A Comprehensive SIBO Diet List PDF: Calming Your Symptoms Whilst Nourishing Your Gut

Small Intestinal Bacterial Overgrowth (SIBO) is a challenging condition, with its symptoms ranging from bloating, reflux, altered bowel movements and abdominal discomfort to more severe symptoms such as fatigue, joint pain, brain fog, weight loss/gain and other symptoms resulting from nutritional deficiencies caused by SIBO. Given the delicate balance of the gut microbiome and digestive system, managing SIBO requires a multifaceted approach, often beginning with dietary modifications. Crafting a SIBO-friendly diet involves careful consideration of foods that promote gut health while minimizing symptoms and bacterial overgrowth. In this blog, we’ll delve into essential components of a SIBO diet, exploring a variety of vegetables, fruits, grains, starches, proteins, fats, and beverages that can support symptom relief and digestive wellness. Whether you’re just starting out on a SIBO diet for the first time or looking for clarification on the best dietary approach, this list aims to simplify the overwhelm around what to eat on a SIBO diet and support you towards improved gut health.


What is a SIBO friendly diet?


A SIBO-friendly diet reduces FODMAPs, which stands for fermentable oligosaccharides, disaccharides, monosaccharides, and polyols—a bit of a mouthful! FODMAPs are short-chain carbohydrates which are more difficult for your gut to digest. Given that gut bacteria thrive on FODMAPs, they can induce digestive symptoms, especially in cases of bacterial overgrowth such as SIBO.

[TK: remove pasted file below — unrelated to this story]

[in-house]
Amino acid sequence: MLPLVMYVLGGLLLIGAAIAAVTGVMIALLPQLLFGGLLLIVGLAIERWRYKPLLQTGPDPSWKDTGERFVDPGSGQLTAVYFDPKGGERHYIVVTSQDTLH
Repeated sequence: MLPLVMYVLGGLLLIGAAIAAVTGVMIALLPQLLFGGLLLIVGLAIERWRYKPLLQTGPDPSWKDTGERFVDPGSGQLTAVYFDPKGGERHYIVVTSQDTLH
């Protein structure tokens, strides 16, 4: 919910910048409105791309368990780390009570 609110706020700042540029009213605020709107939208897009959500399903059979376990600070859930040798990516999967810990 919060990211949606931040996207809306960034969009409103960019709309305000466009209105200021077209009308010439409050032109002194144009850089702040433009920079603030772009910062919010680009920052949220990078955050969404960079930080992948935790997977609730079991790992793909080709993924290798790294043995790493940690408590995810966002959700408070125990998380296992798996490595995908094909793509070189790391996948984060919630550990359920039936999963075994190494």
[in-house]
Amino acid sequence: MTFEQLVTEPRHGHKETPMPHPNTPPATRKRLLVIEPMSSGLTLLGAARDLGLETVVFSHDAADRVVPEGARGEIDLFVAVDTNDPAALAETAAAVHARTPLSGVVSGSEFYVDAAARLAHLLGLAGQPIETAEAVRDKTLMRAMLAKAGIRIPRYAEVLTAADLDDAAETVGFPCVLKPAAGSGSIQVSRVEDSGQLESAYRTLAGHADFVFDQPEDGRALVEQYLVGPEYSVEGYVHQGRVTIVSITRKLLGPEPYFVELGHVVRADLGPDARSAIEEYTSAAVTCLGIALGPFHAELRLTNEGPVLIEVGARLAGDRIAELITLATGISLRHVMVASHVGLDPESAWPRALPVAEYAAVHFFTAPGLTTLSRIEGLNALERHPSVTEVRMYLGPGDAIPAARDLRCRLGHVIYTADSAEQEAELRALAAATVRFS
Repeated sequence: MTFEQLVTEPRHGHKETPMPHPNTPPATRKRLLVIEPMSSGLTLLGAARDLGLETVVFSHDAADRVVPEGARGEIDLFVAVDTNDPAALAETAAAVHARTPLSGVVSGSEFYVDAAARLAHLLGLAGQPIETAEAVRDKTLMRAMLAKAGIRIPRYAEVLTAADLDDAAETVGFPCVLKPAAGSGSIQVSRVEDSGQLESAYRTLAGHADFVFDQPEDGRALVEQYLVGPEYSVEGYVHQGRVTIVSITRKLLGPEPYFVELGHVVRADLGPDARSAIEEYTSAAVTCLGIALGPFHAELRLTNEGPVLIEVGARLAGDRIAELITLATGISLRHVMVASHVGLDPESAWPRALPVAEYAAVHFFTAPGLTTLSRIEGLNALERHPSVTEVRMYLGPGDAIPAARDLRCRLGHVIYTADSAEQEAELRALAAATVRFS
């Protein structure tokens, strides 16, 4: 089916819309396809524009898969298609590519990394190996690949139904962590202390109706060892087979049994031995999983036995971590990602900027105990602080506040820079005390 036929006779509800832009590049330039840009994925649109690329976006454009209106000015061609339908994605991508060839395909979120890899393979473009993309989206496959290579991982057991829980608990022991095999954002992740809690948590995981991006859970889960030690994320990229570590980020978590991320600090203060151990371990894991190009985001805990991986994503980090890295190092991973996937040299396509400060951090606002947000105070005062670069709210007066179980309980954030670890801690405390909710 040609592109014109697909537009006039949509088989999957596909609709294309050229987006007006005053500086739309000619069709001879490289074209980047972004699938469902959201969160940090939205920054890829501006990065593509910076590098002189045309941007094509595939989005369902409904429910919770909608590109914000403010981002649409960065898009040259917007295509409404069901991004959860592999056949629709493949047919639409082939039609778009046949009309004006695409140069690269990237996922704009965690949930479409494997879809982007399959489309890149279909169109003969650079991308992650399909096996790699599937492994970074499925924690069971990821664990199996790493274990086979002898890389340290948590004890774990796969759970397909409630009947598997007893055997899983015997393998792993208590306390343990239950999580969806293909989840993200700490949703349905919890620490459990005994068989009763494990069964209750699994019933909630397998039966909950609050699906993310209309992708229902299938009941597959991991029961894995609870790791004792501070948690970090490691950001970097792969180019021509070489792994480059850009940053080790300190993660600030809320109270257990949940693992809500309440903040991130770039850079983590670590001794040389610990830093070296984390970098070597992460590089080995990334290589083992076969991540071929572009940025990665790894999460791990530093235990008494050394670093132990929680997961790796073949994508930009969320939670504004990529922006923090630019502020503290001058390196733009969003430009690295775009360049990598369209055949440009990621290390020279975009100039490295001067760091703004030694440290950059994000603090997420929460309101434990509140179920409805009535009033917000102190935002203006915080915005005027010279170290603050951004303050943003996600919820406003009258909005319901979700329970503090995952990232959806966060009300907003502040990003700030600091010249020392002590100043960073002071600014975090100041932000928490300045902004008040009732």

Low carbohydrate

Furthermore, SIBO can cause inflammation and damage to the intestinal lining, resulting in carbohydrate malabsorption, causing difficulty with digesting and absorbing all carbohydrates, not just FODMAPs. The SIBO-friendly diet reduces the overall carbohydrate content.



Additionally, a SIBO-friendly diet is an anti-inflammatory diet (unlike some generic low FODMAP diets). SIBO is associated with gut inflammation, which can exacerbate symptoms, prevent gut healing and contribute to discomfort. By adopting an anti-inflammatory diet rich in whole, nutrient-dense foods such as SIBO-friendly fruits, vegetables, lean proteins, and healthy fats, individuals with SIBO can help reduce inflammation in the gut. This dietary approach involves avoiding or minimizing processed foods, refined sugars, and inflammatory fats, which can exacerbate digestive issues. Additionally, incorporating anti-inflammatory herbs and spices such as turmeric and ginger can further support gut health. By reducing inflammation and promoting a balanced gut microbiome, an anti-inflammatory diet combined with the low FODMAP diet can alleviate symptoms associated with SIBO and contribute to overall digestive wellness.